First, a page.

Introduction

Consumers dealing with multimedia workflows need to transfer large amounts of data around. Be it collecting data in the field or editing media at a workstation, the necessity for fast and accessible direct attached storage (DAS) units can't be stressed enough. LaCie and G-Technology are two vendors targeting this space. Back in April, we had covered the launch of some solutions in this space. Today, we are reviewing one of LaCie's introductions, the 2big Thunderbolt 2. LaCie's Rugged Thunderbolt bus-powered DAS forms a complementary offering for in-field use. Both units offer Thunderbolt as well as USB 3.0 connectivity.

The 2big Thunderbolt 2 is meant for use on the desktop and needs an external power adapter, while the Rugged Thunderbolt comes with a protective covering that enables a IP-54 rating for ruggedness. This ingress protection rating implies that the unit is dust proof and can also withstand water splashes. Our review unit was the 500 GB SSD version, which can also withstand vibrations and shocks. The detailed specification of the two review units are provided in the tables below.

LaCie 2big Thunderbolt 2 9000473U
Internal Storage Media 2x 6 TB 3.5" ST6000DX000 Hard Drives (Hot-Swappable)
Interface 2x Thunderbolt 2 + 1x USB 3.0
RAID Modes RAID 0 / RAID 1 / JBOD - Hardware Selection Button
Cooling Aluminium Chassis + Noctua 60mm Fan
Power Supply 100-240V AC Switching Adapter (12V @ 5A DC)
Dimensions 109 x 217 x 130 mm | 4.3 x 8.5 x 5.1 in.
Weight 3 kg | 6.6 lbs.
Included Software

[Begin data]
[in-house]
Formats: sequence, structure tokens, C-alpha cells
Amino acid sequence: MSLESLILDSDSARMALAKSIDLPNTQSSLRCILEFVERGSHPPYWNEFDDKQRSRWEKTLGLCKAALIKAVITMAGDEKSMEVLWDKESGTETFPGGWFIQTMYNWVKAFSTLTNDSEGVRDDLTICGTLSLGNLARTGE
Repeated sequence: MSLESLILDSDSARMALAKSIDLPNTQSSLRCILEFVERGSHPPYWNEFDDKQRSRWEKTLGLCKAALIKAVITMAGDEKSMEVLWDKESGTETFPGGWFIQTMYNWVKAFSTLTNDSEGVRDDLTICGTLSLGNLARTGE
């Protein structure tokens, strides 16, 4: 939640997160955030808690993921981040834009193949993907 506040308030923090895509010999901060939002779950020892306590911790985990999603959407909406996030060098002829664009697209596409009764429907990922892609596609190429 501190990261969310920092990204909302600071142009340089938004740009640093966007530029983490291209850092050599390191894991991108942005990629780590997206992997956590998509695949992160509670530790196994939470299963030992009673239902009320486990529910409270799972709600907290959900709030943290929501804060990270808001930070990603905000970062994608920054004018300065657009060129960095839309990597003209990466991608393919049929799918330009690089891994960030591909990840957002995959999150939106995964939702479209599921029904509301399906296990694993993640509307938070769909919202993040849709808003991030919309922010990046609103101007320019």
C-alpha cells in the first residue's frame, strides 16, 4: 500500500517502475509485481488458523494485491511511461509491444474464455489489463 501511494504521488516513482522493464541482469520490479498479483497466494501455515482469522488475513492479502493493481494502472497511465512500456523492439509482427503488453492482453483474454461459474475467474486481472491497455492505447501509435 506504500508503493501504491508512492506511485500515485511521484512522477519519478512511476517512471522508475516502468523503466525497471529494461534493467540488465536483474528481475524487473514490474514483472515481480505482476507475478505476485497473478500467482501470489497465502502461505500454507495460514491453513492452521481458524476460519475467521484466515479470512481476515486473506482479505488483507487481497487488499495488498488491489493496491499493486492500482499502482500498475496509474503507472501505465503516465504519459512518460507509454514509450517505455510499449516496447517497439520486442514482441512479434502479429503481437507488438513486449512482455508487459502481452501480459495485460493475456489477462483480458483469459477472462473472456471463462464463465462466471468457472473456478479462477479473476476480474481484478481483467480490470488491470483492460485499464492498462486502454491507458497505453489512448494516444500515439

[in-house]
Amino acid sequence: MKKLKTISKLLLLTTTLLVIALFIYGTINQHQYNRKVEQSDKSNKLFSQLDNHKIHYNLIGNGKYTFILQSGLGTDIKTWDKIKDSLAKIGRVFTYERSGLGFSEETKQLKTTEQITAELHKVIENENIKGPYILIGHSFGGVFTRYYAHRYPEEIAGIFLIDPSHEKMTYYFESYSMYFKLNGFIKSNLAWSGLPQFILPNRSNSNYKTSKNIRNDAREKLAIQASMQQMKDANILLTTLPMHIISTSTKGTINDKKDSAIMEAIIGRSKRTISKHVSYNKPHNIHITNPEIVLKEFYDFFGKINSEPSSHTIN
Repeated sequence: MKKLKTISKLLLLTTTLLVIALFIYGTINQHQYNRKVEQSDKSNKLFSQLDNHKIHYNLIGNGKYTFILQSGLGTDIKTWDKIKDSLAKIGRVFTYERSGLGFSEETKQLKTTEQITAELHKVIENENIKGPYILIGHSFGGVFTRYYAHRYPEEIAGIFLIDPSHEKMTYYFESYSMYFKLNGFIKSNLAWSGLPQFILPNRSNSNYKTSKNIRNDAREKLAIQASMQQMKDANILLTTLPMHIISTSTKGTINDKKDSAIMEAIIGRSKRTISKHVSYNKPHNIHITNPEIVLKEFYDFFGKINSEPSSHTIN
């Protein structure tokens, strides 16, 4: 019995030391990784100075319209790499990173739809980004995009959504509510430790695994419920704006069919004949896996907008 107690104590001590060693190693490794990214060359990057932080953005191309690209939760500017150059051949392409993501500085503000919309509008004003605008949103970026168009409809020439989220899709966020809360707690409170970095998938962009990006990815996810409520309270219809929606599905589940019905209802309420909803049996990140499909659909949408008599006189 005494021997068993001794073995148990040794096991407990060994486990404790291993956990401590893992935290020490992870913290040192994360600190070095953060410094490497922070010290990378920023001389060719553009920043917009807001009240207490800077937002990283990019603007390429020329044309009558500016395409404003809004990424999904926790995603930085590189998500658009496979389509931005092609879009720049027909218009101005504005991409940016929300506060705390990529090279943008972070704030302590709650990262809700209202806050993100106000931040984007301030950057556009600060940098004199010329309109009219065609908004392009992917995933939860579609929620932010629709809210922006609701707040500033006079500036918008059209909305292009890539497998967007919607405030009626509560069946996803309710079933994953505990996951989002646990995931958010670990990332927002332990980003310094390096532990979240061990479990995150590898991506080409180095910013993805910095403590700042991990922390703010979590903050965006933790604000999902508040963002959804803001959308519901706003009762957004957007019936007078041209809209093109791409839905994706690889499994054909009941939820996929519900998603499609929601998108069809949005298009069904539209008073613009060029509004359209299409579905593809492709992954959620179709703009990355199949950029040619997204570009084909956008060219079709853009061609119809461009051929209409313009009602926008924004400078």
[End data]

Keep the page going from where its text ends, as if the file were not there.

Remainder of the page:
• Intego Backup Manager Pro for Mac
  • Genie Backup Manager Pro for Windows
  • LaCie Private-Public (Software Encryption)
Product Page LaCie 2big Thunderbolt 2
Price $999

 

LaCie Rugged Thunderbolt 9000491
Internal Storage Media 500 GB SATA 6 Gbps SSD
Interface 1x Thunderbolt + 1x USB 3.0
Ingress Protection / Ruggedness
  • Dust & Water: IP 54 rated (when cover is attached)
  • Shock: drops of up to 2 meters (6.6 feet) (in non-operating mode)
  • Pressure: 1 ton
  • Theft: password protection with AES 256-bit software encryption
Dimensions 89 x 140 x 24 mm / 3.5 x 5.5 x 1 in.
Weight 280 g | 8.8 oz.
Included Software
  • LaCie Backup Application
  • LaCie Private-Public (Software Encryption)
Product Page LaCie Rugged Thunderbolt
Price $500

The gallery below shows some of the internal components of the 2big Thunderbolt 2.

Our 12 TB review unit came with two 6 TB Seagate ST6000DX000 Desktop HDDs inside. These retail for around $300 each, and have six platters spinning at 7200 rpm internally. On the board side of things, the Thunderbolt 2 controller is a well-known entity at this point of time, and doesn't appear in the gallery above. Fulfilling the hardware RAID functionality is the ASMedia ASM1092R chip which has two device ports and one host SATA port. The SATA to USB 3.0 functionality is handled by the ASMedia ASM1053E SATA - USB 3.0. We also seem to have a ASMedia ASM1156 chip on the board for which no public documentation exists yet. Our educated guess is that it performs the necessary SATA / PCIe bridging in order to bring the Thunderbolt 2 DL5520 controller into play.

The Rugged Thunderbolt was subject to a much less invasive teardown.

We found a Samsung PM851 2.5" SATA SSD inside. Ideally, to take full advantage of Thunderbolt speeds, it would have been nice to have a PCIe SSD inside, but that premium market is served by the LaCie Little Big Disk. Given the bus-powered nature and the cost, it is not a surprising to find the PM851 inside.the unit.

 

Testbed Setup and Testing Methodology
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  • ssj3gohan - Wednesday, July 09, 2014 - link

    So... thunderbolt is slower, more power hungry and more expensive than USB 3.0. And it's effectively unavailable. I can see why Intel integrates USB 3.0 into their chipsets and not Thunderbolt.